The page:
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Ring of light

  1. Mar 23, 2010 #1
    I was in the French Alps the other day, high in the mountains (not sure if this is relevant), and, on the night of a full moon, with mist in the sky, there was a circular ring of light around the moon.

    The ring subtended an angle about 5 times that subtended by the moon (that is to say, it looked about 5 times as wide as the moon), and, the colours were split up (though not as well as in, say a rainbow - they sort of merged together a bit).

    The inside colour was (I think - may have forgotten) red.

    Rainbows appear on the 'other side' of the sun, due to the geometry of the spherical raindrop, so it certainly wasn't a standard rainbow. Also, it subtended far too small an angle (I could easily see the whole ring, with the moon at the centre)

    Any ideas what was happening?
  2. jcsd
  3. Mar 23, 2010 #2
  4. Mar 23, 2010 #3
    Thanks, that's pretty interesting.
  5. Mar 23, 2010 #4
    Your welcome, I would ocassionally see sun dogs in Colorado Springs.
  6. Mar 23, 2010 #5
    Sounds like you were observing a ring of colors analogous to a rainbow..
    try here

    and also note optical dispersion....

    basically, different colors are refracted (bent) at slightly different amounts so the colors get separated and spread out...like a prism disperses sunlight...the degree of bending is dependent on atmosphere conditions like density, humidity, particles in the air,etc.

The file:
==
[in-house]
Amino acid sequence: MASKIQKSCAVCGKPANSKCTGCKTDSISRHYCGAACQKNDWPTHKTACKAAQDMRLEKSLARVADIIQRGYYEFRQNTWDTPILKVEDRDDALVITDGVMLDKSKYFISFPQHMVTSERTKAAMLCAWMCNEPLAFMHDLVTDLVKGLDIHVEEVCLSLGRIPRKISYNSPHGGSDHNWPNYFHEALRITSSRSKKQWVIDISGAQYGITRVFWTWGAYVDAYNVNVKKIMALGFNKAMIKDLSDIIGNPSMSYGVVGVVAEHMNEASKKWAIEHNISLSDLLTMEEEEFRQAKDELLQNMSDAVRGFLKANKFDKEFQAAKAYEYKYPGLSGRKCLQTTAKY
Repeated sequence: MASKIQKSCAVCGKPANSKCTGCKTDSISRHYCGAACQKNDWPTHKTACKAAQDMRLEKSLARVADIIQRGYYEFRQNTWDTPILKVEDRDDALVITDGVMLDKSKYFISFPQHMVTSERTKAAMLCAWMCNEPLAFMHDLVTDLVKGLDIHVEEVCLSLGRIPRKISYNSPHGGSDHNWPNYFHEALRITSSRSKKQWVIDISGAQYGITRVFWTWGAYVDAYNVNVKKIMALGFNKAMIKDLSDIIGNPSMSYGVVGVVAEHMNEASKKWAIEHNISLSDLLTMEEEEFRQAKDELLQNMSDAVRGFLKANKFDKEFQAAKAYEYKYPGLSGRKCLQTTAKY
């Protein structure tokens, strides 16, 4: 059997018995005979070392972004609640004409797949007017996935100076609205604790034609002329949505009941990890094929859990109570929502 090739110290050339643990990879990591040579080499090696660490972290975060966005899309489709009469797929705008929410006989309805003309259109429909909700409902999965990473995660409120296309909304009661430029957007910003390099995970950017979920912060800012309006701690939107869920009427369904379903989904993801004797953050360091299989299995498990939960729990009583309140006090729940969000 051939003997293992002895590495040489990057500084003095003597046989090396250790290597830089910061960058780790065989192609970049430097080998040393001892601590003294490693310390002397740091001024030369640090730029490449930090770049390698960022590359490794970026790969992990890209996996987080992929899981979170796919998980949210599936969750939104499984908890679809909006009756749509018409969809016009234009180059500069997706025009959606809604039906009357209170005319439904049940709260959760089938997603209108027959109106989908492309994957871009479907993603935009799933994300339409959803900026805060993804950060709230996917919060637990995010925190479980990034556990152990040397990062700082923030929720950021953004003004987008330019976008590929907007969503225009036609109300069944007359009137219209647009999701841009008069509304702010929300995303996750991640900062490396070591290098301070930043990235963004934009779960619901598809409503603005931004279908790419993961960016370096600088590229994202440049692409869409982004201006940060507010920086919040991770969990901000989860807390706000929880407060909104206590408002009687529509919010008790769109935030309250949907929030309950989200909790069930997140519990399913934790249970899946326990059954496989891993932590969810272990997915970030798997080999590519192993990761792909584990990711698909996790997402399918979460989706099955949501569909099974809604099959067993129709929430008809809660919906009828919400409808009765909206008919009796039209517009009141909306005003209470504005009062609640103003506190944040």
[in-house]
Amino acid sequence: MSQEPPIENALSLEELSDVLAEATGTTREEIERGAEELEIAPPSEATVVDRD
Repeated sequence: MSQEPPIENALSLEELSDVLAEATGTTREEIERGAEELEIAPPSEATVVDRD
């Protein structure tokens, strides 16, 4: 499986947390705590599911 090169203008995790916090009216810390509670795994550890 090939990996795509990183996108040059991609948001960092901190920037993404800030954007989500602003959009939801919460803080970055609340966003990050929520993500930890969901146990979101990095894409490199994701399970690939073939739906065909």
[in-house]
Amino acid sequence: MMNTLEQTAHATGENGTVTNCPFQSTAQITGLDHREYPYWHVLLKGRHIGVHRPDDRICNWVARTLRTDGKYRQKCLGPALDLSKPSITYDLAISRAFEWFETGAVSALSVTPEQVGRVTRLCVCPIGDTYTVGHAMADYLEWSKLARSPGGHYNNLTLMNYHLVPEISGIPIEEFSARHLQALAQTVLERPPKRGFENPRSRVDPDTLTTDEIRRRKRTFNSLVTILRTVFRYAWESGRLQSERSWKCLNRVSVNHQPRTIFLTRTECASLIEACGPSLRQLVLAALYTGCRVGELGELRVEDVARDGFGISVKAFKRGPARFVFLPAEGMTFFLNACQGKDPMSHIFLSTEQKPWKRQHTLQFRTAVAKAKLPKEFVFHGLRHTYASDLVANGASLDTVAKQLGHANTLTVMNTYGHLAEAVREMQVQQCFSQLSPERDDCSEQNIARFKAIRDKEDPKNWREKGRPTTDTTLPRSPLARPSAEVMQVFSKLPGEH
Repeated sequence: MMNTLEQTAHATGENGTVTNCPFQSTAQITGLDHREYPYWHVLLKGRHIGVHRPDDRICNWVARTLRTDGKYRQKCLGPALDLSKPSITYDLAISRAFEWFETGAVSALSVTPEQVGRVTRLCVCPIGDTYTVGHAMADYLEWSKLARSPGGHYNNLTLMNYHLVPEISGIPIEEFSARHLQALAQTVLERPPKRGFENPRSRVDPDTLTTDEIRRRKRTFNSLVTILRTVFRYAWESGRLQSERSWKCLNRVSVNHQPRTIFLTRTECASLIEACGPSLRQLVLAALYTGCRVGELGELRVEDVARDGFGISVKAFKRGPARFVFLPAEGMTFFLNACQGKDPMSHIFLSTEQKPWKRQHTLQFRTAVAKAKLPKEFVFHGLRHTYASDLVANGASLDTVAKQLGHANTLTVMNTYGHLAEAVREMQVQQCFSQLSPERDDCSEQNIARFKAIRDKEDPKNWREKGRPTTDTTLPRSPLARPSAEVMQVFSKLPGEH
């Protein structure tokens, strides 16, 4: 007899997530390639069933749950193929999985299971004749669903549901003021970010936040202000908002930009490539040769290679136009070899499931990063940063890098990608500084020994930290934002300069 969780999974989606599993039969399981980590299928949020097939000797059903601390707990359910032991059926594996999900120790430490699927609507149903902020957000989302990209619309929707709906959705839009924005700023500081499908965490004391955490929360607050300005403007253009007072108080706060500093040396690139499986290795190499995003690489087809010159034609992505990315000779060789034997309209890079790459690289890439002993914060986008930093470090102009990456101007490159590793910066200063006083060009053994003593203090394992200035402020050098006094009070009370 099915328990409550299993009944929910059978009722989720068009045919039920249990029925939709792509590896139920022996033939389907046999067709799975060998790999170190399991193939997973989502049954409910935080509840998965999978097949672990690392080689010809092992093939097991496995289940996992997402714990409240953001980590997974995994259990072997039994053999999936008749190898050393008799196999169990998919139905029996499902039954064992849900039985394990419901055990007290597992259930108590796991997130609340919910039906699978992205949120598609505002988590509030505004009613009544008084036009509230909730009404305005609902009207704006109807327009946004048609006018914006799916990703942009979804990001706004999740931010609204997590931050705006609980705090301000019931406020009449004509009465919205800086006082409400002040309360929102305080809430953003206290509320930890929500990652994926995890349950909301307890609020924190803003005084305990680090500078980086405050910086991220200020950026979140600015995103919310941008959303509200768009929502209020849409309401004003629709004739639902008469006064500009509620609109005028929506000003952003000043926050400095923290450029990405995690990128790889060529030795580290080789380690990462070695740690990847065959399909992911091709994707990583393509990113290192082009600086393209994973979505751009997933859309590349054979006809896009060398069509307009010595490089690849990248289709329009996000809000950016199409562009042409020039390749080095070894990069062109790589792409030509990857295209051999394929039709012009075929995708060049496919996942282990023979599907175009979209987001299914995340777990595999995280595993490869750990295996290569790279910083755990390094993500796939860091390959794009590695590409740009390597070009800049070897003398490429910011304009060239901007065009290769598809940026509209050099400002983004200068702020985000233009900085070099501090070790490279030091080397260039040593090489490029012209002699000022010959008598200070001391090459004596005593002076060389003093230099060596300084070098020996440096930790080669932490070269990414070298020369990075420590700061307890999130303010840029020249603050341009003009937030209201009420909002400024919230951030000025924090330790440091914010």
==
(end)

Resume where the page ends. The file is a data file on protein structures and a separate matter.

7. Mar 23, 2010 #6
    Naty1 - I'm not sure this accounts for the ring. Look at http://en.wikipedia.org/wiki/Sun_dog , posted by jmatejka. That seems to match up perfectly with what I saw. The similarities of the visual description I gave to the one in the article is actually quite uncanny.
  8. Jun 29, 2010 #7


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    Staff: Mentor

    It's a halo. More specifically, yours sounds like a corona.


    I witnessed a very rare event where the halo started out as a very small ring right around the moon then continually grew bigger until it filled the sky. It made the news. Supposedly the rings do not move.

    http://curious.astro.cornell.edu/question.php?number=79 [Broken]

    I also witnessed an incredible hot pink sun pillar. I have never seen a pillar of the size or intensity of the one I saw, and of course not a single camera had a working battery. First and last one I've ever witnessed.
    Last edited by a moderator: May 4, 2017
  9. Jun 30, 2010 #8
    It might be a 22 degree halo. These rely on ice particles in the air, so it makes sense that you would see it in the alps.

    http://en.wikipedia.org/wiki/22_degree_halo" [Broken]
    Last edited by a moderator: May 4, 2017
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